4 reasons for the Celtics struggles early in the season

Defense and floor spacing are two major problems.

Celtics Wizards
Washington Wizards center Montrezl Harrell drives to the basket against Boston Celtics center Robert Williams III. AP Photo/Charles Krupa

You have to hand at least one thing to new Celtics coach Ime Udoka: When his team struggles, he’s happy to name what he believes is the issue to the media.

“It’s discouraging we can’t hold the lead but also that we aren’t playing with the right effort to stay in the game until we get down,” Udoka said on Wednesday following his team’s 116-107 loss to the Wizards. “It’s a habit we definitely have to break.”

So far this season, Udoka has called out multiple players individually, including Jaylen Brown on Wednesday. There has been plenty to touch on in the early going — the Celtics once again look like an inconsistent bunch capable of dominating an overtime period against the Hornets but equally capable of starting the season with two terrible performances in front of their home crowd.


So what are the issues? There are plenty that go well beyond effort and focus. Here are four of them.

Marcus Smart hasn’t figured out his offense.

Prior to the season, Smart said he was excited to start at point guard for the first time, but the early returns have been discouraging on the offensive end. Smart is shooting just 25.5 percent from the field and 23.5 percent from deep with a 24th-percentile turnover percentage of 17.3, per Cleaning the Glass. To his credit, he isn’t trying to shoot his way out of his slump (just 9.4 field-goal attempts per game so far), but the Celtics’ offense has been demonstrably a little worse when he is on the floor.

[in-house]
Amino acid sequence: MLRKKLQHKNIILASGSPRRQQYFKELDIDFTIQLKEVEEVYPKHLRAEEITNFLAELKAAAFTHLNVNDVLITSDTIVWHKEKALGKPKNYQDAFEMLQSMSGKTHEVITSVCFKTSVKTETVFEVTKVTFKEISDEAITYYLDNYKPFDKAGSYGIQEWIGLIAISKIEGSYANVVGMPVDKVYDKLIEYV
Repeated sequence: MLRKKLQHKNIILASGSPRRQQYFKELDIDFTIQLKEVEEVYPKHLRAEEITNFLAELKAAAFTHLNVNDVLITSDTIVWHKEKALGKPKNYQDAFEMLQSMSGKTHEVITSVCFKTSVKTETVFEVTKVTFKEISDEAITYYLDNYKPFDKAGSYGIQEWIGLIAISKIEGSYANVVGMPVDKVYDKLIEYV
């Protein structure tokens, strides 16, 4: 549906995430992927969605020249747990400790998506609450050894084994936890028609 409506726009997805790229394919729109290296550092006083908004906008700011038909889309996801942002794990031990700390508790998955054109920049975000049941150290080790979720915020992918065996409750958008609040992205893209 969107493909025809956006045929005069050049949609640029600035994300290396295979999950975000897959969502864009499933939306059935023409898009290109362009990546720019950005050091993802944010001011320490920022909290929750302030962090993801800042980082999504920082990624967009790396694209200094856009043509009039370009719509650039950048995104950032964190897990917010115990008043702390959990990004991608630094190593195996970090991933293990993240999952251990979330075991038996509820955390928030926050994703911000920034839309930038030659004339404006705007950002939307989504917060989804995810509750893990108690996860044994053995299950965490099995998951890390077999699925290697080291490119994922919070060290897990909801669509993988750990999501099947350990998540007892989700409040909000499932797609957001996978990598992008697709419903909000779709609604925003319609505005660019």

The solution isn’t really obvious. The Celtics could add Dennis Schröder to the starting lineup, but that would mean taking the ball out of Smart’s hands a little more often and sending one of either Al Horford or Robert Williams to the bench. They can’t really take Smart out of the starting lineup either because their defense (which we will get to) has been held together by Smart, the bigs, and paper mâché.

Smart doesn’t need to shoot 40 percent from 3-point range, but getting back to last year’s numbers would help quite a bit.

The defense has myriad issues.

This is a big one: The Celtics are 20th in the NBA so far per Cleaning the Glass, allowing 109 points per 100 possessions, and the schematic problems are fairly obvious.


Wednesday’s game offered plenty of examples. The Celtics struggled to guard the point of attack, even with a Bradley Beal shooting line that should have been catastrophic (7-for-25 from the field). Opposing guards scooted right by their defenders and threw the Celtics — who do not play defense well in rotation at this stage — into rotation constantly.

Spencer Dinwiddie bullied Dennis Schröder, who is small for his position, and made tough 3-pointers over bigs who were switched far out onto the perimeter.